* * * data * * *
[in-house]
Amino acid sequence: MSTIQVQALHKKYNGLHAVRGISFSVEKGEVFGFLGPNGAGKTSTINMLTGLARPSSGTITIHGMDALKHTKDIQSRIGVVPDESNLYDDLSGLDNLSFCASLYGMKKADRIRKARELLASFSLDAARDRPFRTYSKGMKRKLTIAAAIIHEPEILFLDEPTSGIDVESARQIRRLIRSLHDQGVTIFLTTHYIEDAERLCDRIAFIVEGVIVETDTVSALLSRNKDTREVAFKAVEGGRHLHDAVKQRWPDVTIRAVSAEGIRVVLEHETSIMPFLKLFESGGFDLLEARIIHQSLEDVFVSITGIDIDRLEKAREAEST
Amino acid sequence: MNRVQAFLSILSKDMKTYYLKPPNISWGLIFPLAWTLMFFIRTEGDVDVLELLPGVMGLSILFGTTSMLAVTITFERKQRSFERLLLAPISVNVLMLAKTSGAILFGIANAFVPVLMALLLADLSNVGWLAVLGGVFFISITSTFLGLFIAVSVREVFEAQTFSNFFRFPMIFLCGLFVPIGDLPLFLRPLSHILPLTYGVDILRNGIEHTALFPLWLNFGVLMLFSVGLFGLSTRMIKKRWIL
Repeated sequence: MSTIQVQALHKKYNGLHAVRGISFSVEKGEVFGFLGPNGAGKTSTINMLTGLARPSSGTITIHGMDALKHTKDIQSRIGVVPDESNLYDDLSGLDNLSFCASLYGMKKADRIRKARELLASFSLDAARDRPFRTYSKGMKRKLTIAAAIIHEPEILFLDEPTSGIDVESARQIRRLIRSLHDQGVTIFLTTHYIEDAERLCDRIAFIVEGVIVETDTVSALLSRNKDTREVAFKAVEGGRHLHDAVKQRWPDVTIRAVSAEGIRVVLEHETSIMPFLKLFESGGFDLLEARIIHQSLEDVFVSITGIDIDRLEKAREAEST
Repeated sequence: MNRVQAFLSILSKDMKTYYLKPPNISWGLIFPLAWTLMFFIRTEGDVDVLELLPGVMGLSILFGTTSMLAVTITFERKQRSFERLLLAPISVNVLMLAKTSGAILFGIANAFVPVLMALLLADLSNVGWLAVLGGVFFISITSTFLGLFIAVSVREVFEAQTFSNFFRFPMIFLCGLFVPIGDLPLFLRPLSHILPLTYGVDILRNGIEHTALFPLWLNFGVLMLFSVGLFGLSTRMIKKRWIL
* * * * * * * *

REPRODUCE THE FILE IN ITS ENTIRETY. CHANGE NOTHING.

[in-house]
Amino acid sequence: MSTIQVQALHKKYNGLHAVRGISFSVEKGEVFGFLGPNGAGKTSTINMLTGLARPSSGTITIHGMDALKHTKDIQSRIGVVPDESNLYDDLSGLDNLSFCASLYGMKKADRIRKARELLASFSLDAARDRPFRTYSKGMKRKLTIAAAIIHEPEILFLDEPTSGIDVESARQIRRLIRSLHDQGVTIFLTTHYIEDAERLCDRIAFIVEGVIVETDTVSALLSRNKDTREVAFKAVEGGRHLHDAVKQRWPDVTIRAVSAEGIRVVLEHETSIMPFLKLFESGGFDLLEARIIHQSLEDVFVSITGIDIDRLEKAREAEST
Amino acid sequence: MNRVQAFLSILSKDMKTYYLKPPNISWGLIFPLAWTLMFFIRTEGDVDVLELLPGVMGLSILFGTTSMLAVTITFERKQRSFERLLLAPISVNVLMLAKTSGAILFGIANAFVPVLMALLLADLSNVGWLAVLGGVFFISITSTFLGLFIAVSVREVFEAQTFSNFFRFPMIFLCGLFVPIGDLPLFLRPLSHILPLTYGVDILRNGIEHTALFPLWLNFGVLMLFSVGLFGLSTRMIKKRWIL
Repeated sequence: MSTIQVQALHKKYNGLHAVRGISFSVEKGEVFGFLGPNGAGKTSTINMLTGLARPSSGTITIHGMDALKHTKDIQSRIGVVPDESNLYDDLSGLDNLSFCASLYGMKKADRIRKARELLASFSLDAARDRPFRTYSKGMKRKLTIAAAIIHEPEILFLDEPTSGIDVESARQIRRLIRSLHDQGVTIFLTTHYIEDAERLCDRIAFIVEGVIVETDTVSALLSRNKDTREVAFKAVEGGRHLHDAVKQRWPDVTIRAVSAEGIRVVLEHETSIMPFLKLFESGGFDLLEARIIHQSLEDVFVSITGIDIDRLEKAREAEST
Repeated sequence: MNRVQAFLSILSKDMKTYYLKPPNISWGLIFPLAWTLMFFIRTEGDVDVLELLPGVMGLSILFGTTSMLAVTITFERKQRSFERLLLAPISVNVLMLAKTSGAILFGIANAFVPVLMALLLADLSNVGWLAVLGGVFFISITSTFLGLFIAVSVREVFEAQTFSNFFRFPMIFLCGLFVPIGDLPLFLRPLSHILPLTYGVDILRNGIEHTALFPLWLNFGVLMLFSVGLFGLSTRMIKKRWIL